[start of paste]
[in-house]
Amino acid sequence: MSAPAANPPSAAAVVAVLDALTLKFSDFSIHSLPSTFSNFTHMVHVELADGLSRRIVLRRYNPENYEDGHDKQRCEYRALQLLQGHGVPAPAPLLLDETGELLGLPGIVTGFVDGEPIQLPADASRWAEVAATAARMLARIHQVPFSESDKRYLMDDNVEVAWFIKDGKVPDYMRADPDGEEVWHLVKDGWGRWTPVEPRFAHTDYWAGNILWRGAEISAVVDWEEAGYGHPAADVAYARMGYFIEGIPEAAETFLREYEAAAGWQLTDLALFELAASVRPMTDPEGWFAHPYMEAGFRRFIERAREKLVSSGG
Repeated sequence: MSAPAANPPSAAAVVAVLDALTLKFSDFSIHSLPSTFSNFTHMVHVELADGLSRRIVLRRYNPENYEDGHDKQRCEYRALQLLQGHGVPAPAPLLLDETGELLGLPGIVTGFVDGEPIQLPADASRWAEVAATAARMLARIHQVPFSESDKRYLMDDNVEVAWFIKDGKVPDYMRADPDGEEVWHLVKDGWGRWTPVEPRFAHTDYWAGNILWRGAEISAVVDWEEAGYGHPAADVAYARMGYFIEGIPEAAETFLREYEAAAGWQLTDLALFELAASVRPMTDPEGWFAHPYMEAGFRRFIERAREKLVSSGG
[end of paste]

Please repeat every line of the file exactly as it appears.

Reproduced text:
[in-house]
Amino acid sequence: MSAPAANPPSAAAVVAVLDALTLKFSDFSIHSLPSTFSNFTHMVHVELADGLSRRIVLRRYNPENYEDGHDKQRCEYRALQLLQGHGVPAPAPLLLDETGELLGLPGIVTGFVDGEPIQLPADASRWAEVAATAARMLARIHQVPFSESDKRYLMDDNVEVAWFIKDGKVPDYMRADPDGEEVWHLVKDGWGRWTPVEPRFAHTDYWAGNILWRGAEISAVVDWEEAGYGHPAADVAYARMGYFIEGIPEAAETFLREYEAAAGWQLTDLALFELAASVRPMTDPEGWFAHPYMEAGFRRFIERAREKLVSSGG
Repeated sequence: MSAPAANPPSAAAVVAVLDALTLKFSDFSIHSLPSTFSNFTHMVHVELADGLSRRIVLRRYNPENYEDGHDKQRCEYRALQLLQGHGVPAPAPLLLDETGELLGLPGIVTGFVDGEPIQLPADASRWAEVAATAARMLARIHQVPFSESDKRYLMDDNVEVAWFIKDGKVPDYMRADPDGEEVWHLVKDGWGRWTPVEPRFAHTDYWAGNILWRGAEISAVVDWEEAGYGHPAADVAYARMGYFIEGIPEAAETFLREYEAAAGWQLTDLALFELAASVRPMTDPEGWFAHPYMEAGFRRFIERAREKLVSSGG